AB - The purpose of this study was to develop a safe and clinically relevant canine experimental model for multidrug chemotherapy administration utilizing doxorubicin (ADR), cisplatin (CDP), and ifosfamide (IFX). Though these agents are commonly used in clinical orthopaedic oncology, their effects on orthopaedic reconstructive procedures after tumor resection have not been explored. Prior to our study, an appropriate experimental model did not exist. Our experiment was divided into 2 steps. Two dogs were used for step 1. Dosages in the first step, which were determined using single agent protocols, were as follows: ADR, 30 mg/m2; CDP, 75 mg/m2; and IFX, 450 mg/m2. This combined regimen led to sepsis and death in both dogs soon after the first cycle. Therefore, in the second step, dosages were reduced as follows: ADR, 20 mg/m2; CDP, 50 mg/m2; and IFX, 300 mg/m2. Four dogs were used for step 2. All 4 dogs survived three full cycles with serious myelosuppression but no other significant laboratory abnormalities. No haematuria or proteinuria occurred throughout the course, and no significant pathological findings were observed at autopsy. In conclusion, this clinically relevant regimen is tolerated by the canine and may be used as a model for further studies of chemotherapy effects.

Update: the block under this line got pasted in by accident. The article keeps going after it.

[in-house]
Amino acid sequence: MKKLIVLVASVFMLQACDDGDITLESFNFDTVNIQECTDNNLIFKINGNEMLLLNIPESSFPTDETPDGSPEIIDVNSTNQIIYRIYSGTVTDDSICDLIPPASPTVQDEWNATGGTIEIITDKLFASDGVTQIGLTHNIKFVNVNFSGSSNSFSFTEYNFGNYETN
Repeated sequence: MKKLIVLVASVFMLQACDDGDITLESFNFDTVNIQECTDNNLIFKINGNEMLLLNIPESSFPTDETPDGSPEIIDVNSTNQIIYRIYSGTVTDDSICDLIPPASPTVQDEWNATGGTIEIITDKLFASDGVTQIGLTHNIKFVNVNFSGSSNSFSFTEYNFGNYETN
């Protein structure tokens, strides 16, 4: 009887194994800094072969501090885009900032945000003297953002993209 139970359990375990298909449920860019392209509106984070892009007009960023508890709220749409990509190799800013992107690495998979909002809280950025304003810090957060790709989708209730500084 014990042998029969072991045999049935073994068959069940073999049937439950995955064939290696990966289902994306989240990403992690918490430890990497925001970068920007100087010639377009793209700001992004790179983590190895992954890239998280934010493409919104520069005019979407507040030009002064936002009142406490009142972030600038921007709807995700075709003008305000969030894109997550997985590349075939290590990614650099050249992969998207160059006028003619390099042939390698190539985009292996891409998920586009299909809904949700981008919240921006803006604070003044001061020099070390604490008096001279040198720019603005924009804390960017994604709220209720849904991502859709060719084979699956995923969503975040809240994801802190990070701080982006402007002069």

KW - Canine model

KW - Chemotherapy

KW - Cisplatin

KW - Doxorubicin

KW - Ifosfamide

UR - http://www.scopus.com/inward/record.url?scp=0029954525&partnerID=8YFLogxK

UR - http://www.scopus.com/inward/citedby.url?scp=0029954525&partnerID=8YFLogxK

M3 - Article

AN - SCOPUS:0029954525

VL - 15

SP - 277

EP - 281

JO - Journal of Experimental and Clinical Cancer Research

JF - Journal of Experimental and Clinical Cancer Research

SN - 0392-9078

IS - 3

ER -